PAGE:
Oh youth! youth! you go your way heedless, uncaring – as if you owned all the treasures of the world; even grief elates you., even sorrow wits well upon your brow. …Perhaps the whole secret of your enchantment lies not, indeed, in your power to do whatever you may will, but in your power to do think that their is nothing you will not do; it is this that you scatter to the winds – gifts which you could never have used to any other purpose. Each of us feels most deeply convinced that he has been too prodigal of his gifts – that he has a right to cry “Oh, what could I not have done, if only I had not wasted my time.”

This is not a very long book. It may be read in one day, but you’ll not want to speed through its pages. There’s too much there you’ll want to think about and absorb.

This is not my first Turgenev book, I read Fathers and Sons not too long ago. This one, however, was recommended to me strongly by a young former Russian ballerina whom I met while sitting at the bar for dinner at the Eighth Avenue Tick Tock restaurant in New York City, Sept. 23, 2019.

Anastasia

Anastasia, the former Russian ballerina who insisted I read Turgenev’s novel First Love, a beautiful story about life in mid nineteenth century Russia.

Anastasia, who could speak very little English, was impressed with how many Russian novels I’ve read in the past 10 months. Ten of them now, one for each month. When she saw my reading list she was highly impressed but quickly typed out in Google translate that First Love is simply a beautiful book that I must read. I ordered it from Amazon between translations in our conversation.

Anastasia was so right, I hope you enjoy it, too,

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The New York Pitch Conference–One Week Later

Oct 1, 2019 by

The New York Pitch Conference–One Week Later

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New York Pitch Conference–Fall 2019

Sep 26, 2019 by

New York Pitch Conference–Fall 2019

From Sept 19-22, last Thursday to Sunday now, I took part in the New York Pitch Conference, the creation of mastermind Michael Neff. As luck would have it, too, I found myself in Group B, with many fellow writers–most of them focusing on sci-fi and fantasy–and all of us under the tutorship of the sometimes critical, sometimes nostalgic, sometimes hysterical, but always knowledgable, caring, and in particular, focused on what is going to sell in the publishing industry and what will not.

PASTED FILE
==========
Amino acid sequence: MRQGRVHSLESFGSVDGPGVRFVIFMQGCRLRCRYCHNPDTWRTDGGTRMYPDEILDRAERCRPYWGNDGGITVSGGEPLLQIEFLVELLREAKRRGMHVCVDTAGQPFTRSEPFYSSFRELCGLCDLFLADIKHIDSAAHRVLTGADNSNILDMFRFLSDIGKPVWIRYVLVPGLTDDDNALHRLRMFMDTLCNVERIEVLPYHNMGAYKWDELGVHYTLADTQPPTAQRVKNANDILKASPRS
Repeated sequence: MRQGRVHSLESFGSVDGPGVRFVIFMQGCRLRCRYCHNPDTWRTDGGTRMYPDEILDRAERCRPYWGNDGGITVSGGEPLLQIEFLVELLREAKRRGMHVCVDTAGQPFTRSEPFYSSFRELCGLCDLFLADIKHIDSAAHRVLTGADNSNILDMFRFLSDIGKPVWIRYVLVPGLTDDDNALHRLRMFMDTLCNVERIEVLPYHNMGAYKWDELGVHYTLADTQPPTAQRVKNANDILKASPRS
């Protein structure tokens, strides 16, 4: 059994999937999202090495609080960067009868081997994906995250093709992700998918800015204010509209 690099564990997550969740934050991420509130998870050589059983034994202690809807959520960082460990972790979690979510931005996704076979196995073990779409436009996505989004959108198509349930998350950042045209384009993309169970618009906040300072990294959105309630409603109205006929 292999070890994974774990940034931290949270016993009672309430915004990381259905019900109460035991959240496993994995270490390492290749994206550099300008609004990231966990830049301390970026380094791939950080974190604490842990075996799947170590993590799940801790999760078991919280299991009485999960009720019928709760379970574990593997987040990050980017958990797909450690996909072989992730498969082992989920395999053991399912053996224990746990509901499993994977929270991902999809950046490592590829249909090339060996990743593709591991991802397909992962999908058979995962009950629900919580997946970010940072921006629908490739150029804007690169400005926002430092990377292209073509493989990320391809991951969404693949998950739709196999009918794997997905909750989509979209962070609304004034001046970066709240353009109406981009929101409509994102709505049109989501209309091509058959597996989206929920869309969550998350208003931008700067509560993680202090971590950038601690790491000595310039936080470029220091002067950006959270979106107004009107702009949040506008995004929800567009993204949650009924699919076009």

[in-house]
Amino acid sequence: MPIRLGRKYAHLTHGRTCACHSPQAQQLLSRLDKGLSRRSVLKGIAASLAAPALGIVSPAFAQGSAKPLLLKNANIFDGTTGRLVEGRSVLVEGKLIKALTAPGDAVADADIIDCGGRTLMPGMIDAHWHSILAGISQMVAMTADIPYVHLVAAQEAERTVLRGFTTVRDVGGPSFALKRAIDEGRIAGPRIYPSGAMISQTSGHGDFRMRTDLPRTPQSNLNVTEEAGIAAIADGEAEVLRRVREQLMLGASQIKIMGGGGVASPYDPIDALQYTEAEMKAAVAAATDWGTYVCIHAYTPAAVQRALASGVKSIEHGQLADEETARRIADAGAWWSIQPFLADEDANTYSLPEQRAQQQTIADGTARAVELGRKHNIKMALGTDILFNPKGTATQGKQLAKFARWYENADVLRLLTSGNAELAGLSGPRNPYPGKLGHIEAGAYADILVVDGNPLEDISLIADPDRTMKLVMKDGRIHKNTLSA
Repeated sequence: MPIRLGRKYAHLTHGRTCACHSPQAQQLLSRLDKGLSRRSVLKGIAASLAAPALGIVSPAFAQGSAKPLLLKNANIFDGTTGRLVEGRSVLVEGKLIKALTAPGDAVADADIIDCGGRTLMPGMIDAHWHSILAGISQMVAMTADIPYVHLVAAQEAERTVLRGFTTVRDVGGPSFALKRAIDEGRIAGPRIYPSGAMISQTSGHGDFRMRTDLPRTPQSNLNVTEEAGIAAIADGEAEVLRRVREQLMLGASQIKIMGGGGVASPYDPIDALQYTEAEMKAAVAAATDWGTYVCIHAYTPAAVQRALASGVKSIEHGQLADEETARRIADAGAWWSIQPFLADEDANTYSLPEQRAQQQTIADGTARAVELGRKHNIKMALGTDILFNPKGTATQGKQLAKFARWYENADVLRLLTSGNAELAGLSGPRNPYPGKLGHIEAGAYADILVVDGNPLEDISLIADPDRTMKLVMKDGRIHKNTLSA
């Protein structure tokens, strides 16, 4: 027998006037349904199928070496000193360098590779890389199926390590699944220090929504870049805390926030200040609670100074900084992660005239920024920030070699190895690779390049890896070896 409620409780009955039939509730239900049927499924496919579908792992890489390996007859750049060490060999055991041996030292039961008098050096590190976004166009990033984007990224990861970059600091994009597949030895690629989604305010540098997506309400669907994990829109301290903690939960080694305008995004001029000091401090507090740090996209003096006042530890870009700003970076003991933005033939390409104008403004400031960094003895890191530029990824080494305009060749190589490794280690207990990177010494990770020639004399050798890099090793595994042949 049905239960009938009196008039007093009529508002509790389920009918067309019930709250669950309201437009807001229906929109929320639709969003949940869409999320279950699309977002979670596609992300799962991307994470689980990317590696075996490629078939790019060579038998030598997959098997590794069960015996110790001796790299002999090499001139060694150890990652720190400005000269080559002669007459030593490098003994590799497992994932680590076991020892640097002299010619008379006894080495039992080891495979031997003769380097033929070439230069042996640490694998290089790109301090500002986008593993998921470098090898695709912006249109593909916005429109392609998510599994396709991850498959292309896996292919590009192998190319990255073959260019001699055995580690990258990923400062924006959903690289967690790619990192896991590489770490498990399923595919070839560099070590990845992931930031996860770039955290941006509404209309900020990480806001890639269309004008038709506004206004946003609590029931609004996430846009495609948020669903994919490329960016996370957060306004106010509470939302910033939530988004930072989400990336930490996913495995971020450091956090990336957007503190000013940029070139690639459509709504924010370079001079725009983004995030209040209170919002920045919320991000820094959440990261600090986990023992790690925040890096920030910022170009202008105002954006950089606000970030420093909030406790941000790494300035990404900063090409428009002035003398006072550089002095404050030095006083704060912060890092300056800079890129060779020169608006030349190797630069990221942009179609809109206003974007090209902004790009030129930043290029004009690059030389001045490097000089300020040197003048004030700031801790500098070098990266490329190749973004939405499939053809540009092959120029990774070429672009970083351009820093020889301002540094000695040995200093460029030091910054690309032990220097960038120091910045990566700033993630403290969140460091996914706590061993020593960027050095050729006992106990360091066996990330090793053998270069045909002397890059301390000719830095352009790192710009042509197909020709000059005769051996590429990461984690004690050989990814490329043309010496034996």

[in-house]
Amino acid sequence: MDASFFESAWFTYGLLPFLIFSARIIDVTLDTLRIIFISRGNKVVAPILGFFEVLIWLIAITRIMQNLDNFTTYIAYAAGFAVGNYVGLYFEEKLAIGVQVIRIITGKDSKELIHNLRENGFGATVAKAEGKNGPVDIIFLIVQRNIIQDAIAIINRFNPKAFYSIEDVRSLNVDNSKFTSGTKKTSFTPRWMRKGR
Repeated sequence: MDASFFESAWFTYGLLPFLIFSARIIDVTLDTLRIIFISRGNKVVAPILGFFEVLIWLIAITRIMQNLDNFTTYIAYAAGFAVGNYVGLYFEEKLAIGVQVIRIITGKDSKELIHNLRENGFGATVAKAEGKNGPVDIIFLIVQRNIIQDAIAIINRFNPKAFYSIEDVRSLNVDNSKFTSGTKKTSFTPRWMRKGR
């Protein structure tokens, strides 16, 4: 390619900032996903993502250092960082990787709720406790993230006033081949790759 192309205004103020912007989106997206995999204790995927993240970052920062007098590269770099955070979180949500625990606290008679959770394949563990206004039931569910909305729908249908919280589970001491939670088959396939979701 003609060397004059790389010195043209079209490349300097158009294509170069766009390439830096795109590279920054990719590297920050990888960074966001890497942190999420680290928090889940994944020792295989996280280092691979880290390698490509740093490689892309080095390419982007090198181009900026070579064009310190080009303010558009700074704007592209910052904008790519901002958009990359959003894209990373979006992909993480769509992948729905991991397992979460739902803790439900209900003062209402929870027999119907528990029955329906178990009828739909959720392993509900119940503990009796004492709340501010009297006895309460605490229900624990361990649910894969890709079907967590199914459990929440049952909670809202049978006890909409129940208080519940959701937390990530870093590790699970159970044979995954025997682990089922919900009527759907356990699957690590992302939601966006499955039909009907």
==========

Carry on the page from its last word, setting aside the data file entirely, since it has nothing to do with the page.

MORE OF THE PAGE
The conference itself was well organized, with three groups separated into three rooms. One group was led by Paula Munier and focused on writing mysteries. Susan Breen led Group A and focused on memoir and women’s fiction.

We only gathered together once to hear a presentation from the funny and strategic thinker, Amy Collins. She presented a plan, Becoming a Successful Author, that is eye-opening about the demands on every author in this modern market of publishing. And we were thinking getting an agent was difficult.

Acquisition editors from some of the major publishing houses were brought in beginning on the 20th after Michael Neff guided each of us in sharpening our pitches on the 19th. The sharpening continued after each pitch based on the feedback received from each editor. By the time we were pitching on Sunday, our pitches were well-honed. Based on interests of the editors, some received requests for more, others did not. We all returned home with the need to do more revising. (That is nothing to be upset about. Revising is about 99 percent of writing a book. It is not at all like they portray in the movies where one sits down at a typewriter or computer and you see them starting and then finishing and it’s ready for publication.)

The Voodoo Hill Explorer Club Pitch

“Kirk Egerton is resentful when he sneaks from his house in the middle of an Upper Michigan blizzard because five of his friends are missing. They all live on an air force base where bombers are armed with nuclear weapons and sit on alert ready for the call to attack the Soviet Union in December 1977, whether it is snowing or not. But while Kirk knows the others should be at the tree house they built during the summer months that year, no one knows a Russian spy has captured the five when they found his hut while trying to get home in the storm.”

The Voodoo Hill Explorer Club Pitch Improvements

We made some important decisions about my present project. It’s something of a square peg. The industry prefers round holes. But at the suggestion of Brendan Deneen, we are now using the comp of the movie The Goonies to pitch my book.

But that’s not all.

I’m now saying the book is “a mixture of the movie The Goonies and a modern-day Tom Sawyer living in an atmosphere of the 1970s.”

At Brendan’s suggestion and with the reinforcement of the responses that followed from others, I’m now also including some of the “cool stuff” that happens in the meat of the book.